Three Simple At-Home Moves to Improve Posture

April 22, 2010 Updated: April 22, 2010

Looking confident and taller are two bonuses that come with good posture. In addition to the aesthetic benefits, proper posture allows for the least amount of strain on our bodies’ muscles and ligaments as we sit, stand, and walk each day. Proper alignment of bones and joints also helps decrease backaches, muscle pains, and excess wear and tear on joint surfaces that could contribute to arthritis.

Unfortunately, proper posture may be the last thing on our minds as we put in those extra hours in front of the computer, leaving us with slumped shoulders and rounded backs. Becoming more acutely aware of optimal spine alignment by training the abdominal and back muscles will help us regain better posture.

Pilates and yoga are great exercise methods for strengthening abdominal muscles like the transverse abdominis, and internal and external oblique’s. These muscles often help improve our posture by correcting skeletomuscular imbalance. Swimming and rowing are exercises that can strengthen the muscles running along your spine. A combination of specific weight lifting exercises such as rows and chest stretches can support better alignment by unleashing tightness in the chest while strengthening the upper back muscles.

However, access to fitness classes, the pool, or weights may not be available or convenient for everyone. Try these three simple moves you can do at home within a few minutes to obtain better spine alignment and improved posture.

PRONE MOUNTAIN: Be sure to elongate from head, keep belly scooped, chest open, and neck in a neutral position when lifting up into prone mountain. (Grace Wu/The Epoch Times)
PRONE MOUNTAIN: Be sure to elongate from head, keep belly scooped, chest open, and neck in a neutral position when lifting up into prone mountain. (Grace Wu/The Epoch Times)

Prone Mountain Pose

Prone mountain is a popular yoga pose used for building better alignment for optimal posture. While performing this movement, imagine that your body is elongating from head to toes.

To begin, lie face down on a mat with arms close to your ribs and palms facing up. Firmly plant the tops of your feet into the ground while lifting the nose a few inches off the floor. Energize the arms and reach the fingertips toward the knees. Try to keep the chest as firm against the floor as possible and maintain shoulders in neutral position—when the shoulders are rounded or pulled back to the spine, the optimal posture is compromised. Also take care to avoid scrunching the neck back ward or letting the belly droop down.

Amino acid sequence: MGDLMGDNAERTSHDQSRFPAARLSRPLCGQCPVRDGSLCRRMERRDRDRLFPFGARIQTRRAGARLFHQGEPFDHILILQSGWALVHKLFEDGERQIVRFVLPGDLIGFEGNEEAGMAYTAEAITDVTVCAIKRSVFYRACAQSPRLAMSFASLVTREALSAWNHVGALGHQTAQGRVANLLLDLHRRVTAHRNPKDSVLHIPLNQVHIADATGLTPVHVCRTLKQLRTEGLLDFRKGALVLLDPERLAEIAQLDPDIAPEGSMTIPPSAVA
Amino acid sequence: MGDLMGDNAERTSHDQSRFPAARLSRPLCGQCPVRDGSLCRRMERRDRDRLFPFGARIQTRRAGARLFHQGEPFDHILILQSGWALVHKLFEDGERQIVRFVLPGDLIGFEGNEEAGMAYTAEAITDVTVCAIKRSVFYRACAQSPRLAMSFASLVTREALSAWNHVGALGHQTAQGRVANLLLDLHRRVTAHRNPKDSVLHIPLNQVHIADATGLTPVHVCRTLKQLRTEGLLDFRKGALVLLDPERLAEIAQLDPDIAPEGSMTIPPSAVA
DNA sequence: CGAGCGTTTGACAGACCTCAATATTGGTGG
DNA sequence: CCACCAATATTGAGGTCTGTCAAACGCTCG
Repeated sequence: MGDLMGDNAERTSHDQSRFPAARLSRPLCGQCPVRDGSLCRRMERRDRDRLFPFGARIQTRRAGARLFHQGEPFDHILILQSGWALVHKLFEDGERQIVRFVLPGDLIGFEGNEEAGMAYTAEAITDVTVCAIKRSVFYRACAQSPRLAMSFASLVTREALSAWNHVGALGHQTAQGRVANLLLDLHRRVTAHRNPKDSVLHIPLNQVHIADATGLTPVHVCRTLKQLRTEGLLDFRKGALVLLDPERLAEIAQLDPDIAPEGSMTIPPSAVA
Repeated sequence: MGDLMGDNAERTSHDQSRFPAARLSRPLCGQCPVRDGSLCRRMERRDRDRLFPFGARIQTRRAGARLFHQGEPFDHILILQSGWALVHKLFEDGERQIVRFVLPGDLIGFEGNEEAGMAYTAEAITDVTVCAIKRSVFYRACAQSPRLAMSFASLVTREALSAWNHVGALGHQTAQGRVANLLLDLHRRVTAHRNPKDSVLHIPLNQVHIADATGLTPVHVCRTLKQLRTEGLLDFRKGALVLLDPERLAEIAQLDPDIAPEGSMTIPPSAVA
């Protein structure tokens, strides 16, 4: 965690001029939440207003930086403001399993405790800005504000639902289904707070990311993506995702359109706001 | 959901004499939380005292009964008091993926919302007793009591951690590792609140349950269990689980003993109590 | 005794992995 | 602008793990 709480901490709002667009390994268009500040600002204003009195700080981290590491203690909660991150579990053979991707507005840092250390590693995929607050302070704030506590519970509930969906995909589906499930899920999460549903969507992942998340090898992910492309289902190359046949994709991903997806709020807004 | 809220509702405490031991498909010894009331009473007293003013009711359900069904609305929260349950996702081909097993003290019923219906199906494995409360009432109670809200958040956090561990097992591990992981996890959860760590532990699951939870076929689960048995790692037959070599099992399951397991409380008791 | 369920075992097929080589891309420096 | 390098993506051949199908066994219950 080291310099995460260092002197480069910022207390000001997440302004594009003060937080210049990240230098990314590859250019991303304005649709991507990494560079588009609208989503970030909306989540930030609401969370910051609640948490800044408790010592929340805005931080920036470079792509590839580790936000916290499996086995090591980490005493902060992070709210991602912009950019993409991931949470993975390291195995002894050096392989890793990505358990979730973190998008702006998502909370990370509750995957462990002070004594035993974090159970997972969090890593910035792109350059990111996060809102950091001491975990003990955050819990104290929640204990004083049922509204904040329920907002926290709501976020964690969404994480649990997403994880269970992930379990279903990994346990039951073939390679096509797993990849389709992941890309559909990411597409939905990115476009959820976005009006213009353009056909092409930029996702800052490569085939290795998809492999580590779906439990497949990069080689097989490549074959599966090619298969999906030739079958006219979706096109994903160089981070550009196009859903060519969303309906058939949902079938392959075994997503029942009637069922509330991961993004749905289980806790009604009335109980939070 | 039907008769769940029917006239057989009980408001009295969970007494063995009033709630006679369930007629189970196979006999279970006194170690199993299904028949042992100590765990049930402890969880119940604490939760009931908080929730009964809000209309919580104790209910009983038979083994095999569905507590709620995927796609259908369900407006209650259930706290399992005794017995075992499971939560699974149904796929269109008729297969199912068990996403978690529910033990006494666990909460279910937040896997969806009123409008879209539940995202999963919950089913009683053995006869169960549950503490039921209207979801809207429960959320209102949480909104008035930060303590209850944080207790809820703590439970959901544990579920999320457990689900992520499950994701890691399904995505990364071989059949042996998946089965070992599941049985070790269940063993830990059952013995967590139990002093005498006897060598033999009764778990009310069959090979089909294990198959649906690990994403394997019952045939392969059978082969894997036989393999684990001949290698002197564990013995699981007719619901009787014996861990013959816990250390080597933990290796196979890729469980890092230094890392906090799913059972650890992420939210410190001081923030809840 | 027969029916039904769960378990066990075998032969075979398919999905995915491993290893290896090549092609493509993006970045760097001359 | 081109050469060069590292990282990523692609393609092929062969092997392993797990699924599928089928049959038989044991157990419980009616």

Hold the pose for 45 seconds and slowly build up to 60 seconds with daily practice. To conclude the pose, relax the arms and slowly lower the nose to the ground.

SUPINE BRIDGE: This pose requires engagement from both abdominal and back muscles, thus great for spinal and hip stability. (Grace Wu/The Epoch Times)
SUPINE BRIDGE: This pose requires engagement from both abdominal and back muscles, thus great for spinal and hip stability. (Grace Wu/The Epoch Times)

Supine Bridge Pose

The supine bridge pose is used in both yoga and rehabilitation to help stabilize the spine and alleviate misaligned pelvic positions. This pose requires engagement from both abdominal and back muscles to get into position and maintain it.

To start, lie on your back. Bend the knees so that the feet are six inches away from the buttocks and shoulder width apart. Keep the toes pointed forward and legs parallel and neck elongated. Place the arms by your ribs, bending the elbows and face the palms inward. Engage the abdominal muscles. Inhale, and on the next exhale, slowly lift the hips off the floor till the hip join is fully extended. Maintain a neutral spine and avoid over arching the back.

Hold the pose for 45 seconds and slowly build up to 60 seconds with daily practice. To move out of the pose, slowly lower the vertebrate one at a time as the hips move back toward the floor.

SINGLE LEG LIFT: Sit on a ball or chair and lift one leg at a time while keeping the torso upright and stable. (Grace Wu/The Epoch Times)
SINGLE LEG LIFT: Sit on a ball or chair and lift one leg at a time while keeping the torso upright and stable. (Grace Wu/The Epoch Times)

Single Leg Lift on Exercise Ball

This is a simple exercise that can be done on an exercise ball to build core stability and strength that will ultimately compliment proper alignment and posture. If you have no access to an exercise ball, a chair will serve the purpose.

Sit on the exercise ball with knees shoulder width apart, feet pointed forwarded, and knees bent at a 90-degree angle. Activate core muscles to stay upright and maintain stability on the ball. Contract the hip flexors and slowly lift one leg up to 6 inches off the floor and hold for 30 seconds. Repeat on the other side. Perform two sets.

Beginners can perform this exercise close to a wall and place one hand on the wall to help with stability. If performing this exercise on a chair, try lifting both legs off the floor simultaneously for an extra challenge.